Genres galore perform at Lollapalooza



It’s a common scene – a stage set up in a park with some brightly costumed band preforming for a sea of look-a-likes, but it’s one you won’t see at Lollapalooza. Since its conception in 1991, Lollapalooza has focused its efforts on a wide breadth of genres, as opposed to festivals such as Riot Fest or Warped Tour, which generally focus their energy on one type of music for one type of crowd. “They had everything from dub step to house” junior Kevin Melone recounted.

But Lolla isn’t entirely free game for anyone to grab – time and effort is spent making sure that while all the shows aren’t the same, they still belong. “I feel like a lot of people that go [to Lollapalooza] listen to the same type of music: it’s not the same genre, but the same category” junior Sabrina Bass said.

In fact, the spectrum of bands is carefully selected, making sure headliners include classic alternative, such as The Cure, long time favorites, such as The Killers, and even industrial, such as Nine Inch Nails. “I think they had a good idea with including Sound Garden… grunge is having a reemergence.. I definitely think we’ll see more of it in the future,” junior Robin Zachary said.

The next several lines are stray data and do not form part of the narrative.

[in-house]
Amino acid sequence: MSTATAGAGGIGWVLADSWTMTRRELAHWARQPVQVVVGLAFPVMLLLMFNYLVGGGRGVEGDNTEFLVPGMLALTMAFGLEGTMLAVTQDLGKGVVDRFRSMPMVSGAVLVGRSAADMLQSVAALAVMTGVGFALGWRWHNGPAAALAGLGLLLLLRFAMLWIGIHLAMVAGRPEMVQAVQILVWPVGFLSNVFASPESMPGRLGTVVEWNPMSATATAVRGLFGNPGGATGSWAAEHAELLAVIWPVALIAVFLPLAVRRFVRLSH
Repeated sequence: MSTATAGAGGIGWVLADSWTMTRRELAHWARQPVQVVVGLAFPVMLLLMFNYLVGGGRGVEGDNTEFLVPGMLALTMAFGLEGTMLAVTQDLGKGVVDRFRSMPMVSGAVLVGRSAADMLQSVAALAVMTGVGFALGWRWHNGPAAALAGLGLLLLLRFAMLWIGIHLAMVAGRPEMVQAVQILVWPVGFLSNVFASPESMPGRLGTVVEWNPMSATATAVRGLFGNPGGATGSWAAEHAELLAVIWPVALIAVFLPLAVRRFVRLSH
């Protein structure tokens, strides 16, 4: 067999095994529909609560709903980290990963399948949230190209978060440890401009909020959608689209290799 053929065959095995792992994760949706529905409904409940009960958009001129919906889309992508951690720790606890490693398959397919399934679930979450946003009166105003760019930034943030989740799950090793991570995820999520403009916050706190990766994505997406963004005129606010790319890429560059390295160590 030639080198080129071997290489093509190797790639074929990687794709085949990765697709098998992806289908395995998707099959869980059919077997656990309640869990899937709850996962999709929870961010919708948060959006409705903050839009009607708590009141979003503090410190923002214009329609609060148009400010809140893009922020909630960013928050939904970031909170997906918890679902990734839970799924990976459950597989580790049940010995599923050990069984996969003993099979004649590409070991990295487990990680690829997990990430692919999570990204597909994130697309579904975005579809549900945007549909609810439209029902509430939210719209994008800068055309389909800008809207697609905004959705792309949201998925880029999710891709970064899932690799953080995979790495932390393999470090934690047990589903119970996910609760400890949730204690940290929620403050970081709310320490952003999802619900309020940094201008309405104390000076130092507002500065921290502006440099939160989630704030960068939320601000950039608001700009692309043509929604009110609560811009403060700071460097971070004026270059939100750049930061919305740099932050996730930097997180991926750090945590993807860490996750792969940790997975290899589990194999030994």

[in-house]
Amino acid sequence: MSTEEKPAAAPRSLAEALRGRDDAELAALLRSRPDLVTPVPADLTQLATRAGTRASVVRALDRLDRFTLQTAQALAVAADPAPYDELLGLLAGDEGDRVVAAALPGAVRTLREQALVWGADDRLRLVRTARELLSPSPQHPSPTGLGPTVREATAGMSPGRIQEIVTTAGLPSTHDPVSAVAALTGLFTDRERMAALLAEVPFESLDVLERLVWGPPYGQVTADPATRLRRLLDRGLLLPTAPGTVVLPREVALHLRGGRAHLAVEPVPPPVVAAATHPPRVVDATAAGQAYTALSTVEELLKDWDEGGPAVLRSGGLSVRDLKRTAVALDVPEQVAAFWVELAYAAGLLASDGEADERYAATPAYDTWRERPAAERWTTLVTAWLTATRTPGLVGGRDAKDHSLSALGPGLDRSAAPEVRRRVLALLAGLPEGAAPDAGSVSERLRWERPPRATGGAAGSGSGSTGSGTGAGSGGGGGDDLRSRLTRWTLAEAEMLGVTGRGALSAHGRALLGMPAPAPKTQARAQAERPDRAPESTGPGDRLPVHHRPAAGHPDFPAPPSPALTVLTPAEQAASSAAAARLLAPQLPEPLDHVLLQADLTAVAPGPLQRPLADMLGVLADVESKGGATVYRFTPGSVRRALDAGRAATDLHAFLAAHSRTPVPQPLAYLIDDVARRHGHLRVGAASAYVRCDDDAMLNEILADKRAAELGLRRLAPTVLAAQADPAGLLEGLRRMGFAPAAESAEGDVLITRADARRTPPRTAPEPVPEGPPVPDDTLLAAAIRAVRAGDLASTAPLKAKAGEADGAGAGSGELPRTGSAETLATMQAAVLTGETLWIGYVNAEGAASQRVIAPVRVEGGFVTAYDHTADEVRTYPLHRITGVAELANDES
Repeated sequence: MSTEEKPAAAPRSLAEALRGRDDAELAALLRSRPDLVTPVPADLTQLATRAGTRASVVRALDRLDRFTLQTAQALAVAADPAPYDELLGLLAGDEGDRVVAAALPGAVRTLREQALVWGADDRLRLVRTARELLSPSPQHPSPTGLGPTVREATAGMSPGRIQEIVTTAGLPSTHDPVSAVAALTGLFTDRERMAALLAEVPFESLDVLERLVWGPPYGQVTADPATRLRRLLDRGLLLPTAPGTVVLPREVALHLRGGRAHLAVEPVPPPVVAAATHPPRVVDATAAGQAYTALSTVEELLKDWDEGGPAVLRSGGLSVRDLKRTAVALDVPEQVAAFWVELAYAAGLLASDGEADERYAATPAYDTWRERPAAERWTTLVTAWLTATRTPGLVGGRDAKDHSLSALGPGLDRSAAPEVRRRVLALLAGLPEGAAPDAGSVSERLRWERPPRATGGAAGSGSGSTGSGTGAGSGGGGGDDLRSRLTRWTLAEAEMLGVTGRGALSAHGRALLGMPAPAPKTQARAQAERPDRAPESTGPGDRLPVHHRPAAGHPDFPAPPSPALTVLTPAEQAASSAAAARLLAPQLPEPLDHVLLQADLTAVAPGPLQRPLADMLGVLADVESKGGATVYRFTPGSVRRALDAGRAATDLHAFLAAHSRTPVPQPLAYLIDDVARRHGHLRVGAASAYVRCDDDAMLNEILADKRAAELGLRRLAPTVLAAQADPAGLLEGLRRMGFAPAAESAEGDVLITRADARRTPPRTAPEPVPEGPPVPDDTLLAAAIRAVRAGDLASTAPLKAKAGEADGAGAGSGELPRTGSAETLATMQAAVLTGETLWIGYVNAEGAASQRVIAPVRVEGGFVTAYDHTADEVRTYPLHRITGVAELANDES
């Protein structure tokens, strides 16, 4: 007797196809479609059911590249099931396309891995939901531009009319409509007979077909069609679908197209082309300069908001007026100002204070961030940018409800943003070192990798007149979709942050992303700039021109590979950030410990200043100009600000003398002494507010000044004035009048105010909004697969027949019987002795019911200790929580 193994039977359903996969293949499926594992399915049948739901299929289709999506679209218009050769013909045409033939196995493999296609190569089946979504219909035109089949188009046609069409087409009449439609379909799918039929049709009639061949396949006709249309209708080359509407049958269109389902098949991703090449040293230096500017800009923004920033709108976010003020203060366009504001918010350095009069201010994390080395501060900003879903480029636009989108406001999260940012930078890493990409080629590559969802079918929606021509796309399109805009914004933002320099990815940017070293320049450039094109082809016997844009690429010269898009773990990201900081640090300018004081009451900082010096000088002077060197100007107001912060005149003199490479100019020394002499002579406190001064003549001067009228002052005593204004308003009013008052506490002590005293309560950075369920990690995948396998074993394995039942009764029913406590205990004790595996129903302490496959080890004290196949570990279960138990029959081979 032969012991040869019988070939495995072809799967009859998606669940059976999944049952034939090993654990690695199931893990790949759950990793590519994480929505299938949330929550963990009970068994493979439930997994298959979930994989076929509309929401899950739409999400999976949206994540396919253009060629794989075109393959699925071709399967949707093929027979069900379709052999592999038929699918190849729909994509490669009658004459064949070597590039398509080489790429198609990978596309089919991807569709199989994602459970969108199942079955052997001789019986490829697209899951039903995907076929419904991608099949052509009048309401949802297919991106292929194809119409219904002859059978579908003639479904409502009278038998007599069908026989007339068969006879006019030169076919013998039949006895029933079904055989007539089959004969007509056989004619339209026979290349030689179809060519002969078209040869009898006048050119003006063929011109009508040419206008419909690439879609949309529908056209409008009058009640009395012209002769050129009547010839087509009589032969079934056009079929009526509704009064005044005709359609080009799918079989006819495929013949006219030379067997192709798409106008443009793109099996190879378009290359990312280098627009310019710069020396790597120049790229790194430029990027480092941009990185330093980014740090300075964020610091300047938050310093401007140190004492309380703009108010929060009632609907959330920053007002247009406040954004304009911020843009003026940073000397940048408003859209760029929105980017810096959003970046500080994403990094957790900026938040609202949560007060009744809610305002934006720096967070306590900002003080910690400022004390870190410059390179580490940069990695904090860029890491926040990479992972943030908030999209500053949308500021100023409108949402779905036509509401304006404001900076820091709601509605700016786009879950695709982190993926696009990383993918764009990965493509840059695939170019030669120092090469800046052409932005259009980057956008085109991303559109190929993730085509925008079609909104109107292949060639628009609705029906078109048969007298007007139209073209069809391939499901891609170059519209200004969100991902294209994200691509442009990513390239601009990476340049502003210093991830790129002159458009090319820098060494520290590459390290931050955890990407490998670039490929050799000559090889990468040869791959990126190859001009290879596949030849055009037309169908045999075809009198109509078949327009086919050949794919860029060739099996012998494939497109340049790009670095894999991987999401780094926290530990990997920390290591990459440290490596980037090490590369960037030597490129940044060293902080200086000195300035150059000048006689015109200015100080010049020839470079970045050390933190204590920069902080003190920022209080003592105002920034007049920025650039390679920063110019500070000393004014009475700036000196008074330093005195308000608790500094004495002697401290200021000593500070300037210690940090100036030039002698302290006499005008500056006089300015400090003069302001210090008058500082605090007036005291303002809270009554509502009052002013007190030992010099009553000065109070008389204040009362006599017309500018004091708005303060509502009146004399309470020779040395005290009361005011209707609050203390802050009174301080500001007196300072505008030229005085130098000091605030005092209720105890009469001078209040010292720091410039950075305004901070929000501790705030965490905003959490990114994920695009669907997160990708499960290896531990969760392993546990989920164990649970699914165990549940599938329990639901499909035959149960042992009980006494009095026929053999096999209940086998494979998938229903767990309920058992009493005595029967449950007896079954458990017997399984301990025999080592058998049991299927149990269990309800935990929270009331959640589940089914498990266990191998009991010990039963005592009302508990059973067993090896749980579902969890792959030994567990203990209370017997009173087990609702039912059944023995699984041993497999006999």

Ultimately, Lollapalooza is one of the few music festivals brave enough not to hide behind a stereotype, and they benefit because of it. “I know a lot of people [who go] are punk or whatever it may be, but I also know a lot of people who go that you’d never suspect,” senior Yvette Garcia said.

Hopefully we’ll see more of this open-mindedness spread in music- once one travels outside of their “genre comfort zone”, they’re sure to be pleasantly surprised.

By Madeline White